Divorce is a stressful time not only for you and your spouse, but also for your children. Children respond to divorce differently depending on their personalities and ages. But, at all ages, the fact that the child has no control over this major change in their life can be a significant source of stress or fear. Here are four ways you can help yourself and your children reduce stress in order to navigate the divorce more smoothly:
Provide a “heads up” and reassurance surrounding transitions.
When children transition frequently from one parent’s home to another, they may show signs of stress. Help them prepare by reminding them in advance of transitions (a color-coded calendar can help), allowing them to carry a favorite toy or blanket between houses, and giving them time to say goodbye to you and hello to the other parent before parting ways.
Maintain consistent routines.
When meals, naps, baths, and bedtimes all occur at about the same time each day, children can feel reassured that their world is stable and someone will always take care of them, no matter which parent they are with. Work to keep their routines as consistent as possible. A routine will also provide a touchstone for you, helping to reduce your stress as well.
Create new rituals where needed.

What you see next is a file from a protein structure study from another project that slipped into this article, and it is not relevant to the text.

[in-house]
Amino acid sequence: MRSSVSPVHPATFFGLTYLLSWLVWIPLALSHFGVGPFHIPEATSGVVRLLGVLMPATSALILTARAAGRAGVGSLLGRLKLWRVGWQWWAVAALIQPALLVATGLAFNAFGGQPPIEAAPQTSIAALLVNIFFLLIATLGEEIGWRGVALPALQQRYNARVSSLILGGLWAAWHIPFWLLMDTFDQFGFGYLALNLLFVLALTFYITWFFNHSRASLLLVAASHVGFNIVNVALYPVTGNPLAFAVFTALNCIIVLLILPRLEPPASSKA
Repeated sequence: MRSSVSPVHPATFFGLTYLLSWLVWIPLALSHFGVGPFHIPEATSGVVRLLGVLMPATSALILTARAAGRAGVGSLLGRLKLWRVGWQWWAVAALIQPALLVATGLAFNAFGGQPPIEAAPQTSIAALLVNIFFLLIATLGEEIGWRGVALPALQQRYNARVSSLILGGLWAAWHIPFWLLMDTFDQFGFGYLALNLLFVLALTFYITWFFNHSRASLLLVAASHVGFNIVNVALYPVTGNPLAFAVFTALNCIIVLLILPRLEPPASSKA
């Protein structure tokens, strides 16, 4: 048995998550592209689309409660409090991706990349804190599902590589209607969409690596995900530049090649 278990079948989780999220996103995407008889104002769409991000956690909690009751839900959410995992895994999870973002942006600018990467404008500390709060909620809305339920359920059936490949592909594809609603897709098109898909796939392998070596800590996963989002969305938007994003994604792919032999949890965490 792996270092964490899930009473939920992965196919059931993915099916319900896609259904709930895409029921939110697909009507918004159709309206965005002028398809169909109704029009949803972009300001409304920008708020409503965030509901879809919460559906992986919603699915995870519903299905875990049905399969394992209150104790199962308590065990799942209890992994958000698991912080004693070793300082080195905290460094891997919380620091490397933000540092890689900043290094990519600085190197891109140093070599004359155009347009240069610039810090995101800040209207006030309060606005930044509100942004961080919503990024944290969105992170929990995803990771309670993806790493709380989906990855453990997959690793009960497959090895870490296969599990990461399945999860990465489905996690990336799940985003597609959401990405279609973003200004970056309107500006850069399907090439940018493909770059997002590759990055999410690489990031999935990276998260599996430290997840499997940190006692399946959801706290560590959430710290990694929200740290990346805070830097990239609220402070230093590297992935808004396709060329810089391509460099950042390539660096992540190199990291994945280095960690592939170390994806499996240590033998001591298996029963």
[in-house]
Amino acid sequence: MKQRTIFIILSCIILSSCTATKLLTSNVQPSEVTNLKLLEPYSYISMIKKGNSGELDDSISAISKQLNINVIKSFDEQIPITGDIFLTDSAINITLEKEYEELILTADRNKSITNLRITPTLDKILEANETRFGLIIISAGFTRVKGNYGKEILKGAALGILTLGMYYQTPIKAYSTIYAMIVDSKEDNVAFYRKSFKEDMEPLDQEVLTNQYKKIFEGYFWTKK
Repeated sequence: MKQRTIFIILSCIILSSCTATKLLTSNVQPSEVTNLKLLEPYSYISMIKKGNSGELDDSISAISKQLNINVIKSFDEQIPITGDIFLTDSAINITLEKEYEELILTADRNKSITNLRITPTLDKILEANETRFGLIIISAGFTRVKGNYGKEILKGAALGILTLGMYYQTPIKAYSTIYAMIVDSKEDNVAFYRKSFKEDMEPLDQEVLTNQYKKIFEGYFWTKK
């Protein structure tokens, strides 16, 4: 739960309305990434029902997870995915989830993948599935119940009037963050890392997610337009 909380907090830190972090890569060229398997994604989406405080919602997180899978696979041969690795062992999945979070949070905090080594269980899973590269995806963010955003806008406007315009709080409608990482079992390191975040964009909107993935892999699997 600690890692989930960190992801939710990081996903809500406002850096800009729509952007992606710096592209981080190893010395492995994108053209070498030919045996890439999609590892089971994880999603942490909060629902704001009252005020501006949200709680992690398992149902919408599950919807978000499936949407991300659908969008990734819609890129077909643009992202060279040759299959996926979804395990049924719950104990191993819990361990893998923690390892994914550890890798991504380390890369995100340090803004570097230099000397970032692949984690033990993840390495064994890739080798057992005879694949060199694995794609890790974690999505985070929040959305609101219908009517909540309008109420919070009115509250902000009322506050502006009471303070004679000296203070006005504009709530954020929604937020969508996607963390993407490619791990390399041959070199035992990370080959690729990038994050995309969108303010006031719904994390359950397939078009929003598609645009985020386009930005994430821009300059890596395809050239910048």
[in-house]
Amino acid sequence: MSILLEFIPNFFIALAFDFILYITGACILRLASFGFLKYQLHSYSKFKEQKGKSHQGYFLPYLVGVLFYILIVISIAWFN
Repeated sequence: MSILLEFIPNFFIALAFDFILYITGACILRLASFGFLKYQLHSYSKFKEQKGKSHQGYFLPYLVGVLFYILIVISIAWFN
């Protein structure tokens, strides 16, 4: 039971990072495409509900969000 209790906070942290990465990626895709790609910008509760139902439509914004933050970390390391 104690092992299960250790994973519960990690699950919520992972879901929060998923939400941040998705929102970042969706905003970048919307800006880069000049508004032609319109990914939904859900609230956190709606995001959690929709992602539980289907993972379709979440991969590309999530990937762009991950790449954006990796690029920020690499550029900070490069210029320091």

Help a child and yourself transition to your new family structure by creating some new “just for us” rituals, like a Sunday outing to the park or stopping for ice cream after sports practice. These will help you both relax into a new routine that is “different, but not less.”
Work with an experienced attorney.
Your lawyer can help reduce many of the stressors of the divorce process, which gives you more time to relax and focus on your child. Choose an experienced attorney whose approach meshes well with your personality and needs.
You can help your child navigate divorce more smoothly by working with an experienced Long Island child support and custody lawyer. Your lawyer will answer your questions and work to settle your divorce in a way that meets your needs and those of your child. To discuss your situation, contact the Law Offices of Paul A. Boronow, P.C. today at (516) 227-5353.